October 2020 Story Sparks
The picture of Jerry and me and John the cat was taken in 1977. I know exactly because of the shirt Jerry’s wearing and the major mis-communication that occurred that October. He had gone hunting six hours north; I had planned a long weekend with friends in Ashland, Oregon four hours south. We kept in touch via a walkie-talkie when each evening his hunting partner would climb a ridge above their camp and call out to his wife, both standing many miles apart, wind often distorting their words. Then Sharon would call me with their status. The message that arrived to me on Friday evening, the first day of my great escape, was that I was to “bring the truck and come now” 10 hours one way distant. I had bought that shirt for him that afternoon in Ashland, but wished at that moment that I hadn’t, gifting him for interrupting my getaway? I had to back to work on Monday which meant I’d be driving all weekend.
As a dutiful wife, I left, headed home where Jerry’s teenage son who had begun living with us that fall was holding a party! After breaking that up, and picking up the truck from the shop where it was being repaired, I drove several more hours to meet up with my husband. Imagine my surprise when having come out of their camp to pick something up, the first thing he said to me was “What are you doing here?”
“I’m bringing you the truck you asked for.”
“I didn’t ask for the truck. I just told Dave to tell Sharon that if you wanted to come up next weekend, to bring the truck and not the car because it’s so muddy.”
I could hardly be angry with this game of telephone gone awry. But oh, how I wished our communication had been clearer!
Abigail Scott Duniway, the subject of Something Worth Doing had similar angst when she was invited to tour and speak about women’s suffrage in 1871 and earn $800 in the process. She dutifully telegrammed her husband Ben to seek his permission. He replied with “Come home immediately.” She worried all the way back on the steamship from San Francisco that something was wrong with her six children or him. But she arrived and everything was fine. He hadn’t wanted her to be gone any longer than she had been. I suspect she fumed in that bit of communication strain.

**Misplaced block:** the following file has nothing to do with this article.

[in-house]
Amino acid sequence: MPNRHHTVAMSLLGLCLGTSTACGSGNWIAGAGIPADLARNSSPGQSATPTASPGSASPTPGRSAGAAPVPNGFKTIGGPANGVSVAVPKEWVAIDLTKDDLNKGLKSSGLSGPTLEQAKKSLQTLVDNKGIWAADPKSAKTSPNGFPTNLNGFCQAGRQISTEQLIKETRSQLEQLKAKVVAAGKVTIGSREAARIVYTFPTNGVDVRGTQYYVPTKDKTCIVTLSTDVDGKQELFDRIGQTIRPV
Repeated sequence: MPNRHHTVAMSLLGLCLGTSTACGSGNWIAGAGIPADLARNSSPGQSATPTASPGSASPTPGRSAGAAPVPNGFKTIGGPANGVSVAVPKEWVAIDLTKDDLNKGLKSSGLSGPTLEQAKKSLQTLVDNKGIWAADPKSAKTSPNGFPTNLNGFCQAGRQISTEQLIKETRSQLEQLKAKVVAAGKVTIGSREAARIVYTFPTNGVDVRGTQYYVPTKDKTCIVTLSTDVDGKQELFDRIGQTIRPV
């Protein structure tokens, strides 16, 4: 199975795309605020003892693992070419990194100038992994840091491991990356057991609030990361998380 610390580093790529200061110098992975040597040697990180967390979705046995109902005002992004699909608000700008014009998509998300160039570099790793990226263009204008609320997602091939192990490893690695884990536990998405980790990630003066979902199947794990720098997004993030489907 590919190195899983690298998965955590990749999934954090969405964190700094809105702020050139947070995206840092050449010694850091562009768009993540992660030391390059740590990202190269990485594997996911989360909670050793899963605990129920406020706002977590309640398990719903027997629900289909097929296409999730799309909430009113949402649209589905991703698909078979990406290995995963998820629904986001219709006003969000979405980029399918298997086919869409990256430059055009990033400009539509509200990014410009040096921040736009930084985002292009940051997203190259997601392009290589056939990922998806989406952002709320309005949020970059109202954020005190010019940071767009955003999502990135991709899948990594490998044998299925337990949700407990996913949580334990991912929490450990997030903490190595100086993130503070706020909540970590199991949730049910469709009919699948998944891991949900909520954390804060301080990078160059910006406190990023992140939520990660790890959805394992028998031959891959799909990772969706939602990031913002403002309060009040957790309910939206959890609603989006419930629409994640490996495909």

Communication issues have plagued many of us during this pandemic and election season. People in assisted living arrangements have kept family apart during the quarantine. Those displaced by fires and floods and other natural disasters also find themselves forced to advance their needs with strangers who hold power in their lives – to get housing, food, insurance payments, access to their burned-out homes. Kids attending classes virtually and the parental strain. And we all know the stories of those hospitalized with Covid-19 who had to say good-bye through the help of a nurse holding a phone rather than being able to hold the person themselves.
I’ve had a few miscommunication failures myself this season. What I keep going back to is a course I took 40 years ago about communication that talked about practices that work best in both calm and stormy conditions. It’s in my best interest, the instructor noted, to believe that one, people are doing the best they can; two, they aren’t out to get me; three, they’re generally cooperative and helpful. And over the years, I’ve added a fourth: that if parties to the communication can agree on the outcome, there are numerous paths toward it. It’s true, some people are out to get us – but it’s rare. And people can have bad days, weeks even, when they don’t seem cooperative or helpful. But it’s still in my best interest to believe they are. That way I can keep calm in a stormy place. When I haven’t followed these simple rules, the communication tends to falter.
The preface com in words like community, communion and communicate once meant the exchange of burdens. That’s what effective communities do. They find ways to help those separated due to pandemics, fires and floods. We exchange burdens when we genuinely commune with people even when we disagree but can respect each other’s’ positions. And we exchange burdens when we respectfully share our desires and even our frustrations in our efforts to carry on.
Abigail must have had numerous times when she questioned whether people were doing the best they could. When her brother refused to print one of her essays in The Oregonian newspaper that he edited, she probably had words to express her frustration. But it didn’t stop her from pursuing her goals. She started her own newspaper she ran for 17 years, unheard of in the 1870s and printed her essays there. She inspires me to find new ways to communicate, to remember that especially in these challenging times, people are doing the best they can, they aren’t out to get me and they are generally cooperative and helpful. At least it is in my best interest to believe those things and it might be in yours as well as we walk this crooked road of pandemic living.
By the way, Jerry still has that shirt! He went hunting this October and got his deer!
Something Worth Doing
Something Worth Doing is out and about! I’ve been notified that there will soon be a large print edition which many of you look for! I’ve had some great Zoom interviews about this story, despite my desire to keep looking at the wrinkles in my neck. Visiting the Forest Grove Public Library You Tube page will bring you photographs of Abigail and a timely discussion about the right to vote.